Featured image: Razan al-Najjar or they now called her ‘The Angel of Mercy’. Image source
“We have one goal: to save lives and evacuate people. And to send a message to the world.”
“Without weapons, we can do anything. We volunteer here every day. We do this for the love of our country. It’s humanitarian work.”
“We don’t do it for money. We do it for Allah. We don’t want to get paid or be employed.”
These words of her would be crafted strongly in the hearts of the Palestinians and Muslims worldwide following her death. Razan al-Najjar, 21, was shot at her chest by Israeli soldiers when she was trying to help a wounded person at the Gaza-Israel border fence on June 1st.
Being honored as the only female medical volunteers to treat the Palestinian protesting citizens fighting for their land, she shed that light of inspiration during her interview with New York Times, a month before Allah called her home to grant her Paradise.
Tears and pride
What could contain the tears of her fiance, Izzat Shatat, 23, a volunteering ambulance worker?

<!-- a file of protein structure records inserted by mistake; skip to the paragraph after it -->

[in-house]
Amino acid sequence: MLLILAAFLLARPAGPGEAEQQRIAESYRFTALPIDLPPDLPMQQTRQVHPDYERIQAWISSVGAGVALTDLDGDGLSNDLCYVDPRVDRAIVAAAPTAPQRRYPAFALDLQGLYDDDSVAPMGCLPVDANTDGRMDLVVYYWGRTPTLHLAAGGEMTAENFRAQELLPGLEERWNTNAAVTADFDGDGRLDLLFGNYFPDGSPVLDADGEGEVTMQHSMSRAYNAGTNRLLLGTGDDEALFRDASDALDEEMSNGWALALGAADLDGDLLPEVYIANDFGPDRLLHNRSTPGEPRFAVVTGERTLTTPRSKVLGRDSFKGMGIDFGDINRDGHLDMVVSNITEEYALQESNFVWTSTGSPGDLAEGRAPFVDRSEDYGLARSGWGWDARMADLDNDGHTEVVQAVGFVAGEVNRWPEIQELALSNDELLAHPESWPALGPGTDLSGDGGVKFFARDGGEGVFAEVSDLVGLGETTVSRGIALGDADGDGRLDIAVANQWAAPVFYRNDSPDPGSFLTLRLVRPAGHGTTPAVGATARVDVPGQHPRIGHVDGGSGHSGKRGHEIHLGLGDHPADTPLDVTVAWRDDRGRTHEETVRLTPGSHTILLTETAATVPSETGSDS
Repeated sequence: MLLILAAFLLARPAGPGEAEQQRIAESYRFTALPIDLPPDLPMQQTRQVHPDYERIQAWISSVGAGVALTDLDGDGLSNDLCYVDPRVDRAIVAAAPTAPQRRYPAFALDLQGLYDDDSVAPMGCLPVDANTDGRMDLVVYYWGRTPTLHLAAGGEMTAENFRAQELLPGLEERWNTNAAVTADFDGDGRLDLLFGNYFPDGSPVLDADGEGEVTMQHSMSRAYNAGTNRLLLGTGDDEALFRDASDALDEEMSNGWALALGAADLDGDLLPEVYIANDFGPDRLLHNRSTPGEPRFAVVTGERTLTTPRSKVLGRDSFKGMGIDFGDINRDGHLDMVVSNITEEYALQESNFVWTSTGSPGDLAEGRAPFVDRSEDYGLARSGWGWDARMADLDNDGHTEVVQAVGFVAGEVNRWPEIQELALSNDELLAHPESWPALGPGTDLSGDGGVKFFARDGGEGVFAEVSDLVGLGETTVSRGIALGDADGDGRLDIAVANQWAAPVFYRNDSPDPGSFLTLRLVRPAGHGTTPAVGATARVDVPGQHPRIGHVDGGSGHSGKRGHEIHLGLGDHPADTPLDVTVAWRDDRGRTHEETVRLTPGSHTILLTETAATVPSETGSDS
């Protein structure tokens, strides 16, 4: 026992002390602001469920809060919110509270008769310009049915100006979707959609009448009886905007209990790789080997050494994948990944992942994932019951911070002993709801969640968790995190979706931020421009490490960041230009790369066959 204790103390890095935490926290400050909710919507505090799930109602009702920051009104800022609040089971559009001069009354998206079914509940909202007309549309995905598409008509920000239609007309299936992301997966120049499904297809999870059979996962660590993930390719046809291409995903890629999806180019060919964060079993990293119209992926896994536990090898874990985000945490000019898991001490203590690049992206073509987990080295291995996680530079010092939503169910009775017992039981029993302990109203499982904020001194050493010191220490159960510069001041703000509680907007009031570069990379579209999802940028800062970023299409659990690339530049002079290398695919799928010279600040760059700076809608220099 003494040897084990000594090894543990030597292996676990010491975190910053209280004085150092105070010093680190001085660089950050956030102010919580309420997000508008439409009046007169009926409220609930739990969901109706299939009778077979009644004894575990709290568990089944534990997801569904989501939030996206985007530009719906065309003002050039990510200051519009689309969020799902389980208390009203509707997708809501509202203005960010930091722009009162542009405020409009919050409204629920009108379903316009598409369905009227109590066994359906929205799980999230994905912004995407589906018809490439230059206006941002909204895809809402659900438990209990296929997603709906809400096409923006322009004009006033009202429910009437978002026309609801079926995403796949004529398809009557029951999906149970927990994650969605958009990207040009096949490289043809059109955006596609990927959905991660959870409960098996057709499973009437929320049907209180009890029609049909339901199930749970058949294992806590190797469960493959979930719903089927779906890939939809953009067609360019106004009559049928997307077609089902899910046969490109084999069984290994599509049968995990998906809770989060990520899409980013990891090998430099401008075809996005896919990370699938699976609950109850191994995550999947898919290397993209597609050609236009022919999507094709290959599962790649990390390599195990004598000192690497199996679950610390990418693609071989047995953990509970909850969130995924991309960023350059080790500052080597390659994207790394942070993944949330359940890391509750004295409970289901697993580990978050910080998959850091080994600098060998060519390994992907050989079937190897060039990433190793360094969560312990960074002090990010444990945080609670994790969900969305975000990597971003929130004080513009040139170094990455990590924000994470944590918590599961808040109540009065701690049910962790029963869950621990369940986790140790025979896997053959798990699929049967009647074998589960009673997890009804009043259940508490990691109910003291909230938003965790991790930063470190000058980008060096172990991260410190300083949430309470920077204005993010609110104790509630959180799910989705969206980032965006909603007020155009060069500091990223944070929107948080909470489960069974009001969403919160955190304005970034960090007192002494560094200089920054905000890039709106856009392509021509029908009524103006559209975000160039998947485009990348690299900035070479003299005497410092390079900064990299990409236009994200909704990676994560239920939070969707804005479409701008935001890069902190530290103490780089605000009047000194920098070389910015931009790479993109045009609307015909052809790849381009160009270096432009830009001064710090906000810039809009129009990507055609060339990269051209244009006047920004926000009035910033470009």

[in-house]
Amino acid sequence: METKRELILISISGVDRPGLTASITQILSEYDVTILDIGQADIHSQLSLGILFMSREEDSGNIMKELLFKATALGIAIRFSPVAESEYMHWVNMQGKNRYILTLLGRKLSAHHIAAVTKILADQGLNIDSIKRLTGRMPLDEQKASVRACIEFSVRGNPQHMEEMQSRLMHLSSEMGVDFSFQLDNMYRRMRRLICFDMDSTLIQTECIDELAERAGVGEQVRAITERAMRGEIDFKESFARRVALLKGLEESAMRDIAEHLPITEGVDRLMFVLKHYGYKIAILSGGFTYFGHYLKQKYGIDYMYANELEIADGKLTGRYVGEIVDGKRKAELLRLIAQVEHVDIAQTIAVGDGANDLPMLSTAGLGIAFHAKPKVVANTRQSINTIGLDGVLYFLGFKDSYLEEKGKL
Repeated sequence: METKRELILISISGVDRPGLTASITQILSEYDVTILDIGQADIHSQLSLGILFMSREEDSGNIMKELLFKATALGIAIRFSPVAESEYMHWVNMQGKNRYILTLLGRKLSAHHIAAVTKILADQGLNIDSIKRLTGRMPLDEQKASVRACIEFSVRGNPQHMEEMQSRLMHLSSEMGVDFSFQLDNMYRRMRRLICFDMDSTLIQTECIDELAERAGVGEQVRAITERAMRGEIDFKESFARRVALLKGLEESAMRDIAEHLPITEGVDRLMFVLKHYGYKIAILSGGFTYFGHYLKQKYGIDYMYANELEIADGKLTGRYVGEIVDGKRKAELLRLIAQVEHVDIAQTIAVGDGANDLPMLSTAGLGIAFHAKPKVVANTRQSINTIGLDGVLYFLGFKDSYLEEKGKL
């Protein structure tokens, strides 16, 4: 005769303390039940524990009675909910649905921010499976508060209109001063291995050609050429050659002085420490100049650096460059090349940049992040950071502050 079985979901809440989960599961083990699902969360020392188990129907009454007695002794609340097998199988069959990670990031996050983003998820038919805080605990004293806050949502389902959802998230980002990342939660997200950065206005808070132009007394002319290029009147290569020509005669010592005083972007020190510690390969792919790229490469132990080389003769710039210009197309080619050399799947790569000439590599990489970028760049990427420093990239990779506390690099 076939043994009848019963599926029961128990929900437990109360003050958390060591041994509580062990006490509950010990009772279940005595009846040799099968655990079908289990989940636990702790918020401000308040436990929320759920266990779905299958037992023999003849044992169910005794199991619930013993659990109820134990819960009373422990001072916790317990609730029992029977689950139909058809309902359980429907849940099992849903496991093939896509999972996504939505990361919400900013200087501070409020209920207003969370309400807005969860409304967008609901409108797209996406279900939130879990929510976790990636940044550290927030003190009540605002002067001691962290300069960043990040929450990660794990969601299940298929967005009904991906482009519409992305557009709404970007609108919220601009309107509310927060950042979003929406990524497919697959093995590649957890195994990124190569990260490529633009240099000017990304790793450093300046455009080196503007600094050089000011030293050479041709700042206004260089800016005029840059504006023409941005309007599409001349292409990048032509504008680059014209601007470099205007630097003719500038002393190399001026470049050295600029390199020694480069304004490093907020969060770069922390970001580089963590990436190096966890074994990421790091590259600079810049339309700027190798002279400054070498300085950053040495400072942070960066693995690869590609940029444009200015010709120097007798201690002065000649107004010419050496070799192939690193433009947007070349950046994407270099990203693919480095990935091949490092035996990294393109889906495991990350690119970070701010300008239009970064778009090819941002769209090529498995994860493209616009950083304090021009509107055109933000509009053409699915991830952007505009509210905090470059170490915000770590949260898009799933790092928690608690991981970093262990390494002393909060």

“She helped all people and had never refused to help. She was the first to run toward anybody when he is shot.” Izzat also told that their engagement was set to be announced at the end of Ramadan.
“I’m proud of my daughter,” Razan’s father, Ashraf previously commented on her volunteering there. “She provides care to the children of our country.” On her loss, he said, “My angel left this place, she is now in a better place. I will miss her so much. May your soul rest in peace, my beautiful daughter.”
Her mother, Sabreen, regretted that incident so much that a great emptiness would be left at home without Razan, who was the eldest of six siblings.
“I want the world to hear my voice … what’s my daughter’s fault?”
Razan Najjar was a 21-year-old Palestinian medic. She was murdered by an Israeli sniper while giving medical aid to wounded protesters.
Her heartbroken mother goes through the clothing and ID she was wearing the moment she was killed. pic.twitter.com/bF1hH5pX9w
— CJ Werleman (@cjwerleman) June 3, 2018
What’s all the fuss about
Article 24 of the 1949 Geneva Convention I provides, “Medical personnel exclusively engaged in the search for, or the collection, transport or treatment of the wounded or sick, or in the prevention of disease, staff exclusively engaged in the administration of medical units and establishments … shall be respected and protected in all circumstances.”